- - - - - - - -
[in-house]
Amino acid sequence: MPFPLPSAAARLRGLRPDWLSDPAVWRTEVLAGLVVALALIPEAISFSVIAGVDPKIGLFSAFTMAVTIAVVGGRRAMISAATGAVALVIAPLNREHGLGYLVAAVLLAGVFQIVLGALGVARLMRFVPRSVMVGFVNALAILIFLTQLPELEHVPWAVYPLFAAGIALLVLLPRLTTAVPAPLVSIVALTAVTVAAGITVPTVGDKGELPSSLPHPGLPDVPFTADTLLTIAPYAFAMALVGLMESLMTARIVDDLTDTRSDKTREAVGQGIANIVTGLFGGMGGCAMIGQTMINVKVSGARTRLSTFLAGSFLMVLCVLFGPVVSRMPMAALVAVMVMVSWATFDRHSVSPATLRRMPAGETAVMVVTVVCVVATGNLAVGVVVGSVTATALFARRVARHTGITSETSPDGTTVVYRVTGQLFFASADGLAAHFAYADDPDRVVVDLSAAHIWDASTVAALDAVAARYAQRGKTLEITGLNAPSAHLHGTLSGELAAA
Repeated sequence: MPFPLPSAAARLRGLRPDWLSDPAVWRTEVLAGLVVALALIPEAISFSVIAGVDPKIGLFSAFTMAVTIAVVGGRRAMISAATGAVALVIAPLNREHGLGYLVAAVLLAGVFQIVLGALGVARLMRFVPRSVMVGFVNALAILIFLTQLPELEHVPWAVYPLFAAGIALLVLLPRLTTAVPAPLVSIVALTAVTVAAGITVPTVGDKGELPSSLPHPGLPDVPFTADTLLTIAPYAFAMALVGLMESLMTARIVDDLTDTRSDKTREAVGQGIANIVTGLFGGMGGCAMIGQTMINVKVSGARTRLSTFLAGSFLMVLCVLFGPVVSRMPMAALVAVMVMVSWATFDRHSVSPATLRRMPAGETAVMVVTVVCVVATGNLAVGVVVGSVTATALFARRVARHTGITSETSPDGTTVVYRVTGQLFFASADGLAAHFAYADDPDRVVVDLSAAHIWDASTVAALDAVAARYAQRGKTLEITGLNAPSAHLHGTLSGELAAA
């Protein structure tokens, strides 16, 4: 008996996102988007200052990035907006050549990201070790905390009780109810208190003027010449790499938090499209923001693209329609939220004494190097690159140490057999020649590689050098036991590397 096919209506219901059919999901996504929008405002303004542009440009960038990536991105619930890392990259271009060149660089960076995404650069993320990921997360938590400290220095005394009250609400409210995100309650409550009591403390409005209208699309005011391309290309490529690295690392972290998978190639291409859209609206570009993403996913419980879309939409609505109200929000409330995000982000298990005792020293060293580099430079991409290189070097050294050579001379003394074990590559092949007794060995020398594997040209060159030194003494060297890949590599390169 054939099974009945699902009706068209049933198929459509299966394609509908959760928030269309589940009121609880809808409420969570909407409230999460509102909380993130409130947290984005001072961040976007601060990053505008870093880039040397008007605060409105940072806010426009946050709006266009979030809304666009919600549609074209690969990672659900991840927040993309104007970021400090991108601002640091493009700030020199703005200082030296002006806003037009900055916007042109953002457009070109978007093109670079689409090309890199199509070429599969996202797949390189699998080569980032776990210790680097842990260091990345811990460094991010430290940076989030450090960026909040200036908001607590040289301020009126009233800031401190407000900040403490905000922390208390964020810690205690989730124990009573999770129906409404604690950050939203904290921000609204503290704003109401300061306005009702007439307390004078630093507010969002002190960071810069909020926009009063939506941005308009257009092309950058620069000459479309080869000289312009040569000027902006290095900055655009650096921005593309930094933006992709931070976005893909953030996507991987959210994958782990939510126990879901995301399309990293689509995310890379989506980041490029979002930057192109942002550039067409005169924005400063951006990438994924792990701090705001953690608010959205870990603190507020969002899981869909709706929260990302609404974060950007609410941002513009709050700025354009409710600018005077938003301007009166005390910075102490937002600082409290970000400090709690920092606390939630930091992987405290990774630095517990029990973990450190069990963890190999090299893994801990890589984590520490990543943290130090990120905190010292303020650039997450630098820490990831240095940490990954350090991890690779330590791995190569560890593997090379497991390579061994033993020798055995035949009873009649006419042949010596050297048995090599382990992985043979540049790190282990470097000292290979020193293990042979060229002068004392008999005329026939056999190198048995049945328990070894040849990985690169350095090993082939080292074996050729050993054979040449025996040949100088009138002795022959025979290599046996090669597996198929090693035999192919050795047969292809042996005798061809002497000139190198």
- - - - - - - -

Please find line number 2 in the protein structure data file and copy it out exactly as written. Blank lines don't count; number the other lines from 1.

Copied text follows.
Amino acid sequence: MPFPLPSAAARLRGLRPDWLSDPAVWRTEVLAGLVVALALIPEAISFSVIAGVDPKIGLFSAFTMAVTIAVVGGRRAMISAATGAVALVIAPLNREHGLGYLVAAVLLAGVFQIVLGALGVARLMRFVPRSVMVGFVNALAILIFLTQLPELEHVPWAVYPLFAAGIALLVLLPRLTTAVPAPLVSIVALTAVTVAAGITVPTVGDKGELPSSLPHPGLPDVPFTADTLLTIAPYAFAMALVGLMESLMTARIVDDLTDTRSDKTREAVGQGIANIVTGLFGGMGGCAMIGQTMINVKVSGARTRLSTFLAGSFLMVLCVLFGPVVSRMPMAALVAVMVMVSWATFDRHSVSPATLRRMPAGETAVMVVTVVCVVATGNLAVGVVVGSVTATALFARRVARHTGITSETSPDGTTVVYRVTGQLFFASADGLAAHFAYADDPDRVVVDLSAAHIWDASTVAALDAVAARYAQRGKTLEITGLNAPSAHLHGTLSGELAAA